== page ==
Some people dream of plush jobs with large paychecks and little effort. The author’s husband dreamt of cage-free chickens and organic eggs. As the author will tell readers, it is very difficult to start your own business and the odds are greater when you are literally dealing with chicken brains. This is a story of how five back yards birds turned into a multi partner company producing fresh eggs in three Midwestern states in about four years. While I do not think readers will rush out to start their own little backyard chicken coops, I can see them looking at the cartons on their next trip to the grocery store to see if have access to “Locally Laid” eggs. ( )
  bemislibrary | Sep 2, 2018 |
Super boring. I can't remember what drew me to this book but since I somewhat know a few people who own chickens (not like the people in this book) I guess it sounded like an interesting premise: man decides to quit his decently paying, with benefits job to start an egg farm with his wife. They learn to navigate the hardships and troubles of undertaking such an endeavor and gain insight, knowledge and education about the whole thing.
 
Or something like that. I can't help but be reminded of a somewhat similar premise in the book 'Delancey' except the husband wants to open a pizza shop. Author Amundsen has doubts about this whole endeavor and it's not hard to see why. They stumble, it's hard. And quite frankly after reading how her husband decided to undertake this made me wonder why on earth she didn't divorce him right then and there. It could be she wrote how he came to the decision and how he told her to help to serve as a contrast for how her feelings change and the end, but it just smelled of a disaster.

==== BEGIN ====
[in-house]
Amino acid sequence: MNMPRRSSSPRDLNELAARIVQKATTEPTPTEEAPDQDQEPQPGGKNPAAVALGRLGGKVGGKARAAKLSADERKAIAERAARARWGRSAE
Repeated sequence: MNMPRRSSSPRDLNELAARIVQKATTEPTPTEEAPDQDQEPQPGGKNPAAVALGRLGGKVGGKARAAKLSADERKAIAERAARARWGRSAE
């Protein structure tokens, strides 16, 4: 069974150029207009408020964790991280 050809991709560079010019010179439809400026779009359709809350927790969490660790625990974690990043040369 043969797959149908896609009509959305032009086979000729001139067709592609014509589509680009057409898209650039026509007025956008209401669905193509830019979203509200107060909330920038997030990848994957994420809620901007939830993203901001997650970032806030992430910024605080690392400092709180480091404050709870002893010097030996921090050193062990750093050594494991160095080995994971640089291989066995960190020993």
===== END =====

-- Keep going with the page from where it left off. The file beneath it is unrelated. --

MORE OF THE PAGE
I respect what the author went through and understand that it took a lot of effort (I have family that made a similar move of leaving a well-paying job with a famous company in a nice area to return to farming) but this just wasn't compelling or interesting at all. None of it kept me turning the pages and I began skimming fairly early in my reading. It may resonate with some who have made a similar move or are thinking of doing the same but I didn't find the author's voice interesting nor could I really relate in any way.
 
Also, there seems to be a strange error. On page 183 the author discusses California trying to cut down on water usage and refers to it as the Golden State. In the next paragraph there's discussion of growing crops in California and other crop growers in other states might not be able to do it as cheapy or as reliably as the Sunshine State. The Sunshine State is (as far as I know) a reference to Florida. It's a little strange because there's no mention of "Florida" itself so I'm not sure what happened there.
 
Unless you are thinking of doing the same thing this family did or already have chickens and want to see what it's like for them I'd skip this. Borrow from the library if you're interested.
 
  ( )
  HoldMyBook | Feb 11, 2018 |
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The author shares how she and her husband became egg farmers, and how, with very little experience, they learned to manage their business and why they believe farms like theirs are vital to rebuilding America's food system.